Philadelphia liberals teamed up starting in 2020 to have a statue of Cristopher Columbus removed from a city plaza because it kept the park from being “safe, welcoming and inclusive for all people.”
However, a common pleas court judge said on Aug. 17: I don’t think so.
In fact, the statue, currently enclosed by a protective box, could soon be on display again in South Philadelphia’s Marconi Plaza.
The city’s Board of License and Inspection Review upheld a vote in 2020 by the city’s Historical Commission to remove the statue after it was targeted by leftist activists in the media-fueled hysteria following the death of George Floyd in Minneapolis.
Now Common Pleas Court Judge Paula Patrick has said the board’s decision was not supported by law and lacked evidence.
“It is baffling to this Court as to how the City of Philadelphia wants to remove the statue without any legal basis,” read Patrick’s seven-page decision. “The City’s entire argument is devoid of any legal foundation.”
Kevin Lessard, a spokesperson for Mayor Jim Kenney’s office, told PhillyVoice that the mayor is “disappointed with the ruling.”
The statue was boxed in June 2020 after an armed group of individuals surfaced to protect it as a cultural symbol of Italian heritage, in opposition to a group calling for its removal as a symbol of oppression. Other statues of Columbus around the country were damaged in similar incidents and some cities, including Camden, N.J., had them takedown.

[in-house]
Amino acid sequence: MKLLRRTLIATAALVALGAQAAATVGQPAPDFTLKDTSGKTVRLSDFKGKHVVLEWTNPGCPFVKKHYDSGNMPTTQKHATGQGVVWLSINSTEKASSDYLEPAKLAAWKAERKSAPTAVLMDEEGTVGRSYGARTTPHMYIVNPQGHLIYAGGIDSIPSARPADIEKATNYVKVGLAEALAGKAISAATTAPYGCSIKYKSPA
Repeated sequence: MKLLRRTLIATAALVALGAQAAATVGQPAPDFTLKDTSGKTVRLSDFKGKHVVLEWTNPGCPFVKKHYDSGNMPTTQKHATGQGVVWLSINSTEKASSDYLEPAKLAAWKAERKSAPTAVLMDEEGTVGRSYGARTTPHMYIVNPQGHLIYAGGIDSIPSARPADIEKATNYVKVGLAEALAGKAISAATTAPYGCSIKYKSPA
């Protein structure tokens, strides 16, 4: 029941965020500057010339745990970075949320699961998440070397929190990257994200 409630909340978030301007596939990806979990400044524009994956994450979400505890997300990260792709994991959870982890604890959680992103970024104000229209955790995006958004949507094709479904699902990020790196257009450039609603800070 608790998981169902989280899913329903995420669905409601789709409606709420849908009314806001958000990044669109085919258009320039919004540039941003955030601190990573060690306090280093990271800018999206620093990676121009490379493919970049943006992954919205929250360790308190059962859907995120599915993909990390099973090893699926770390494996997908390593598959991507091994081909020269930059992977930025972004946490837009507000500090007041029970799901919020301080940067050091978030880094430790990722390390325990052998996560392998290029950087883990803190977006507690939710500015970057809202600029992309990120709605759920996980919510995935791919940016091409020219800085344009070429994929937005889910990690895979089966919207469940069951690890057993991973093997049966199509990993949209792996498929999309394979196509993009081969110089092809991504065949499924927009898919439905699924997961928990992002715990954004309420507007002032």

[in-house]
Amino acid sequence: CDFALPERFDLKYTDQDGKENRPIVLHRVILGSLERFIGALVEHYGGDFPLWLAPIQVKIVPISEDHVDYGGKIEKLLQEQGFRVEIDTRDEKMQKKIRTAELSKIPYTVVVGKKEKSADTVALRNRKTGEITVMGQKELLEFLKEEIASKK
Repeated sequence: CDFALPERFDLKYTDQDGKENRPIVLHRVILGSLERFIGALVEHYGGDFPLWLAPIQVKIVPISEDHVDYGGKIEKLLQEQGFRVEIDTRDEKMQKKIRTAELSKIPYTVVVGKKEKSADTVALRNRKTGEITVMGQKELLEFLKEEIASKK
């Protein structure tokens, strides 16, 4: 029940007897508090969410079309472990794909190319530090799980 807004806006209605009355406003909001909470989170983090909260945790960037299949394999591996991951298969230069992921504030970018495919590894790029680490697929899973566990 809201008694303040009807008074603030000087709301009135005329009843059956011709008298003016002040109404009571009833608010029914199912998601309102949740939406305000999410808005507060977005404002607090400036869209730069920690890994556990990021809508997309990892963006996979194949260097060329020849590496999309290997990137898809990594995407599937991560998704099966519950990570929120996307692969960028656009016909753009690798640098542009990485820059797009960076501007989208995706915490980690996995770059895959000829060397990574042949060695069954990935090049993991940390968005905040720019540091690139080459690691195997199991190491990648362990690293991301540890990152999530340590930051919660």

In August, the Philadelphia Art Commission joined the city’s Historical Commission in voting to have the Marconi Plaza statue taken down and put in storage.
“As Philadelphia — and the nation — continue to reckon with the deep legacy of racism and oppression in America, it is critical that our public spaces are seen as safe, welcoming, and inclusive for all people,” a city spokesperson said at the time of the votes. “Philadelphia’s public art must reflect the people and spirit of our city, not divide us.”
“This is clearly an abuse of discretion as well as arbitrary action,” Patrick wrote of their subsequent actions.
The volunteer group Friends of Marconi Plaza sued to keep the statue in place. The group’s attorney, George Bochetto, told PhillyVoice that his clients were “ecstatic” with Tuesday’s ruling, and he will be petitioning for an order to make the city unbox the statue.